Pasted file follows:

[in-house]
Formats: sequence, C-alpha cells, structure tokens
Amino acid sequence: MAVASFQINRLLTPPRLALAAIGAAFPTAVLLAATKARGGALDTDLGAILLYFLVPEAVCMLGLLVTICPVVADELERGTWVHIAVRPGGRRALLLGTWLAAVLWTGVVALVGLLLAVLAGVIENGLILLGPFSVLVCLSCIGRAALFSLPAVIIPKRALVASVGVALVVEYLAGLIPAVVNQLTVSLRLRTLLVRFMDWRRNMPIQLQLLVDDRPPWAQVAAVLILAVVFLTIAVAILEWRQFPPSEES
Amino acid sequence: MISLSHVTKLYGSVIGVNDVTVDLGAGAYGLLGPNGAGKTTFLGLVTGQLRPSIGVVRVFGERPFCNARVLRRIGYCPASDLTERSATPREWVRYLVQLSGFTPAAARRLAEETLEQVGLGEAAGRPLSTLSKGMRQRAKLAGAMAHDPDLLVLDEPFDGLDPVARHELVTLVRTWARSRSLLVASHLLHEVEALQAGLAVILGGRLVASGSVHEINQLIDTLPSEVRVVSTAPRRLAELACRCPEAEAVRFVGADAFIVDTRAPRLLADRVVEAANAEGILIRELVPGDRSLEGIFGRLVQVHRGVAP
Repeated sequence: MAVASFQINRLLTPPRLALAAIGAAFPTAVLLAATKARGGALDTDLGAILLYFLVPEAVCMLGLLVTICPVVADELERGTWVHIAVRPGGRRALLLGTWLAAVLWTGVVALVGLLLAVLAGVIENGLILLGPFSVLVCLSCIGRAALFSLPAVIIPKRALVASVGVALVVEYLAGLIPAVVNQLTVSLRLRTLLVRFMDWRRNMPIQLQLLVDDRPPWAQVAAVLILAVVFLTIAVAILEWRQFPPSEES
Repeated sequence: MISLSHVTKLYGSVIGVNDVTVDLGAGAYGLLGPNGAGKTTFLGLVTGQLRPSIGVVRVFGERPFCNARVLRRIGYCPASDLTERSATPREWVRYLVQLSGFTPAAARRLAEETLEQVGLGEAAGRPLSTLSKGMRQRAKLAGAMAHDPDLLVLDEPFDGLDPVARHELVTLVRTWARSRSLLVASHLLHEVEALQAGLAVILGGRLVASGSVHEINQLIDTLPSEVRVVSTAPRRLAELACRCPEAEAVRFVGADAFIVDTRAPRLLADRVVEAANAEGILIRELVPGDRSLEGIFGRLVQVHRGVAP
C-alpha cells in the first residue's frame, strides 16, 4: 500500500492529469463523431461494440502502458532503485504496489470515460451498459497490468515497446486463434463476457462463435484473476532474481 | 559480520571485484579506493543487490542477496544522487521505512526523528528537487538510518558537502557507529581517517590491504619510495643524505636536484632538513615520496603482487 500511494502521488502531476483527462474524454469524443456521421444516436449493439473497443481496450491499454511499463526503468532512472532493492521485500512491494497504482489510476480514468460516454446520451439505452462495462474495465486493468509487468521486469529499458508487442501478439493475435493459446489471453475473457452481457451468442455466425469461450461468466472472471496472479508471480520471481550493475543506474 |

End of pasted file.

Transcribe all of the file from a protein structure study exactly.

[in-house]
Formats: sequence, C-alpha cells, structure tokens
Amino acid sequence: MAVASFQINRLLTPPRLALAAIGAAFPTAVLLAATKARGGALDTDLGAILLYFLVPEAVCMLGLLVTICPVVADELERGTWVHIAVRPGGRRALLLGTWLAAVLWTGVVALVGLLLAVLAGVIENGLILLGPFSVLVCLSCIGRAALFSLPAVIIPKRALVASVGVALVVEYLAGLIPAVVNQLTVSLRLRTLLVRFMDWRRNMPIQLQLLVDDRPPWAQVAAVLILAVVFLTIAVAILEWRQFPPSEES
Amino acid sequence: MISLSHVTKLYGSVIGVNDVTVDLGAGAYGLLGPNGAGKTTFLGLVTGQLRPSIGVVRVFGERPFCNARVLRRIGYCPASDLTERSATPREWVRYLVQLSGFTPAAARRLAEETLEQVGLGEAAGRPLSTLSKGMRQRAKLAGAMAHDPDLLVLDEPFDGLDPVARHELVTLVRTWARSRSLLVASHLLHEVEALQAGLAVILGGRLVASGSVHEINQLIDTLPSEVRVVSTAPRRLAELACRCPEAEAVRFVGADAFIVDTRAPRLLADRVVEAANAEGILIRELVPGDRSLEGIFGRLVQVHRGVAP
Repeated sequence: MAVASFQINRLLTPPRLALAAIGAAFPTAVLLAATKARGGALDTDLGAILLYFLVPEAVCMLGLLVTICPVVADELERGTWVHIAVRPGGRRALLLGTWLAAVLWTGVVALVGLLLAVLAGVIENGLILLGPFSVLVCLSCIGRAALFSLPAVIIPKRALVASVGVALVVEYLAGLIPAVVNQLTVSLRLRTLLVRFMDWRRNMPIQLQLLVDDRPPWAQVAAVLILAVVFLTIAVAILEWRQFPPSEES
Repeated sequence: MISLSHVTKLYGSVIGVNDVTVDLGAGAYGLLGPNGAGKTTFLGLVTGQLRPSIGVVRVFGERPFCNARVLRRIGYCPASDLTERSATPREWVRYLVQLSGFTPAAARRLAEETLEQVGLGEAAGRPLSTLSKGMRQRAKLAGAMAHDPDLLVLDEPFDGLDPVARHELVTLVRTWARSRSLLVASHLLHEVEALQAGLAVILGGRLVASGSVHEINQLIDTLPSEVRVVSTAPRRLAELACRCPEAEAVRFVGADAFIVDTRAPRLLADRVVEAANAEGILIRELVPGDRSLEGIFGRLVQVHRGVAP
C-alpha cells in the first residue's frame, strides 16, 4: 500500500492529469463523431461494440502502458532503485504496489470515460451498459497490468515497446486463434463476457462463435484473476532474481 | 559480520571485484579506493543487490542477496544522487521505512526523528528537487538510518558537502557507529581517517590491504619510495643524505636536484632538513615520496603482487 500511494502521488502531476483527462474524454469524443456521421444516436449493439473497443481496450491499454511499463526503468532512472532493492521485500512491494497504482489510476480514468460516454446520451439505452462495462474495465486493468509487468521486469529499458508487442501478439493475435493459446489471453475473457452481457451468442455466425469461450461468466472472471496472479508471480520471481550493475543506474 |